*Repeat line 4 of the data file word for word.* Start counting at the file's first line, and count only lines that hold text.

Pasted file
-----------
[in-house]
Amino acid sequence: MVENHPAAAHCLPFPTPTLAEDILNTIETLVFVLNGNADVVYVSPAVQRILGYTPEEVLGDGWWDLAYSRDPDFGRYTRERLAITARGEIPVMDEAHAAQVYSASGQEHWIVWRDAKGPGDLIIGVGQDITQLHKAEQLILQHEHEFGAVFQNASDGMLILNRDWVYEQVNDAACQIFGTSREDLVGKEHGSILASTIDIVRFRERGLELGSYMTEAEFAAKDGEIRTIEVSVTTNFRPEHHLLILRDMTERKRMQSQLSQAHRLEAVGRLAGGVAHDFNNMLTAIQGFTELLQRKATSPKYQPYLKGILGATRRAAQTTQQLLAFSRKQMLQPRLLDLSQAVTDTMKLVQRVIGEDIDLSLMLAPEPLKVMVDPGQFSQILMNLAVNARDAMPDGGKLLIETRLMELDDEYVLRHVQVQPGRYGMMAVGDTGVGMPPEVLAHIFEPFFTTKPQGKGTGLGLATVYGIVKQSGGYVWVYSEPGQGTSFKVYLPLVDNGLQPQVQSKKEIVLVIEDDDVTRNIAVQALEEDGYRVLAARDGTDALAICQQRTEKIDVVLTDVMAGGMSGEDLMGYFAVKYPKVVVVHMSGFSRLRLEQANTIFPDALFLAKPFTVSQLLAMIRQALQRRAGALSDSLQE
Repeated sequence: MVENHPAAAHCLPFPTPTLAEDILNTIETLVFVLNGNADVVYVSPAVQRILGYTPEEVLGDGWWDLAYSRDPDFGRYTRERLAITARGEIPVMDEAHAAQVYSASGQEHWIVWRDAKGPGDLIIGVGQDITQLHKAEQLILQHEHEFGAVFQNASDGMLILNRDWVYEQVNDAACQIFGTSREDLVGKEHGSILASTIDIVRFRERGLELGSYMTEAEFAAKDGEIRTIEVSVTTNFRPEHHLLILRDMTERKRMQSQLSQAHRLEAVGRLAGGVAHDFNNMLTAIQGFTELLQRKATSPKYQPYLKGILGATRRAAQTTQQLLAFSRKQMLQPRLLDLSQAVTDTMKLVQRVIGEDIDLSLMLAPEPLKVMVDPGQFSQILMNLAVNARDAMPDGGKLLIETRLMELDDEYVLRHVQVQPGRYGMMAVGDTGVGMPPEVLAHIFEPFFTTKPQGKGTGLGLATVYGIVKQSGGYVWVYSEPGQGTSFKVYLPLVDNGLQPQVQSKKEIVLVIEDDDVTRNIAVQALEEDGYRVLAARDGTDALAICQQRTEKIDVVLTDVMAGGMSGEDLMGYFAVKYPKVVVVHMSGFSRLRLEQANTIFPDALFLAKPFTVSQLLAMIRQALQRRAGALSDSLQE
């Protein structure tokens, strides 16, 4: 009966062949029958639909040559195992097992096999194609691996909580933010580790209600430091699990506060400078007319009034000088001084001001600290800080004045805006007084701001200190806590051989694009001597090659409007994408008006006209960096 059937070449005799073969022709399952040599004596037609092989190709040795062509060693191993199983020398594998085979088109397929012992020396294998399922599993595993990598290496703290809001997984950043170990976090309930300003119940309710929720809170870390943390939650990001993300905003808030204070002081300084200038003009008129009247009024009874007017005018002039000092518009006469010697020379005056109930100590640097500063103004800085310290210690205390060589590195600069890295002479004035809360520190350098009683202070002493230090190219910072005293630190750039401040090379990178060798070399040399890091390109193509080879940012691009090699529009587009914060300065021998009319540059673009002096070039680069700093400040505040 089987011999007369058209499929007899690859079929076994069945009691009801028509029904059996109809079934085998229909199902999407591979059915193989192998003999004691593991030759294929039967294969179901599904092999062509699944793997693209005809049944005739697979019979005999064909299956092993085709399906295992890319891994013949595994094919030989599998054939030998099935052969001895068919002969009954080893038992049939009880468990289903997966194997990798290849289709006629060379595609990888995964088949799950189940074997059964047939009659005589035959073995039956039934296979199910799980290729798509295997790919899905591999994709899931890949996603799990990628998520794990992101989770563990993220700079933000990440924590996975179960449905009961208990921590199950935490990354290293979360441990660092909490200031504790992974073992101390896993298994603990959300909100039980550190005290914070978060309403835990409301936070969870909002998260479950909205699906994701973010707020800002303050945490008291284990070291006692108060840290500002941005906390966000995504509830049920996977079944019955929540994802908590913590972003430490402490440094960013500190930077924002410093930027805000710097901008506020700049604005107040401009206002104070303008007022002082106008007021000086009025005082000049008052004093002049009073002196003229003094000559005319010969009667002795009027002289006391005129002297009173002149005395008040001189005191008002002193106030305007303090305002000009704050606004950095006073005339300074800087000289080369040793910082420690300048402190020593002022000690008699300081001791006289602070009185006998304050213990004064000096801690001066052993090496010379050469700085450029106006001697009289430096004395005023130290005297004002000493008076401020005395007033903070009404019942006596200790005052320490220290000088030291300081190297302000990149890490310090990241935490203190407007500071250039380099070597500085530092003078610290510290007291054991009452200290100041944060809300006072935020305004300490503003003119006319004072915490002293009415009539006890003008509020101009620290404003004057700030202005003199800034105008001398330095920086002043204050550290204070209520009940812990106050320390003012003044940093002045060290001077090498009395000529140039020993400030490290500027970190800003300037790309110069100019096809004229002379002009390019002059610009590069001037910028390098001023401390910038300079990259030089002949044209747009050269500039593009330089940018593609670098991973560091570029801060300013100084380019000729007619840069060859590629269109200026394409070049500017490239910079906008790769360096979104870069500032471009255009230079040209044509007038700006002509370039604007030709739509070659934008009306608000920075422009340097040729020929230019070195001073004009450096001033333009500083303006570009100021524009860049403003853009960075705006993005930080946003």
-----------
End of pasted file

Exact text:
């Protein structure tokens, strides 16, 4: 009966062949029958639909040559195992097992096999194609691996909580933010580790209600430091699990506060400078007319009034000088001084001001600290800080004045805006007084701001200190806590051989694009001597090659409007994408008006006209960096 059937070449005799073969022709399952040599004596037609092989190709040795062509060693191993199983020398594998085979088109397929012992020396294998399922599993595993990598290496703290809001997984950043170990976090309930300003119940309710929720809170870390943390939650990001993300905003808030204070002081300084200038003009008129009247009024009874007017005018002039000092518009006469010697020379005056109930100590640097500063103004800085310290210690205390060589590195600069890295002479004035809360520190350098009683202070002493230090190219910072005293630190750039401040090379990178060798070399040399890091390109193509080879940012691009090699529009587009914060300065021998009319540059673009002096070039680069700093400040505040 089987011999007369058209499929007899690859079929076994069945009691009801028509029904059996109809079934085998229909199902999407591979059915193989192998003999004691593991030759294929039967294969179901599904092999062509699944793997693209005809049944005739697979019979005999064909299956092993085709399906295992890319891994013949595994094919030989599998054939030998099935052969001895068919002969009954080893038992049939009880468990289903997966194997990798290849289709006629060379595609990888995964088949799950189940074997059964047939009659005589035959073995039956039934296979199910799980290729798509295997790919899905591999994709899931890949996603799990990628998520794990992101989770563990993220700079933000990440924590996975179960449905009961208990921590199950935490990354290293979360441990660092909490200031504790992974073992101390896993298994603990959300909100039980550190005290914070978060309403835990409301936070969870909002998260479950909205699906994701973010707020800002303050945490008291284990070291006692108060840290500002941005906390966000995504509830049920996977079944019955929540994802908590913590972003430490402490440094960013500190930077924002410093930027805000710097901008506020700049604005107040401009206002104070303008007022002082106008007021000086009025005082000049008052004093002049009073002196003229003094000559005319010969009667002795009027002289006391005129002297009173002149005395008040001189005191008002002193106030305007303090305002000009704050606004950095006073005339300074800087000289080369040793910082420690300048402190020593002022000690008699300081001791006289602070009185006998304050213990004064000096801690001066052993090496010379050469700085450029106006001697009289430096004395005023130290005297004002000493008076401020005395007033903070009404019942006596200790005052320490220290000088030291300081190297302000990149890490310090990241935490203190407007500071250039380099070597500085530092003078610290510290007291054991009452200290100041944060809300006072935020305004300490503003003119006319004072915490002293009415009539006890003008509020101009620290404003004057700030202005003199800034105008001398330095920086002043204050550290204070209520009940812990106050320390003012003044940093002045060290001077090498009395000529140039020993400030490290500027970190800003300037790309110069100019096809004229002379002009390019002059610009590069001037910028390098001023401390910038300079990259030089002949044209747009050269500039593009330089940018593609670098991973560091570029801060300013100084380019000729007619840069060859590629269109200026394409070049500017490239910079906008790769360096979104870069500032471009255009230079040209044509007038700006002509370039604007030709739509070659934008009306608000920075422009340097040729020929230019070195001073004009450096001033333009500083303006570009100021524009860049403003853009960075705006993005930080946003």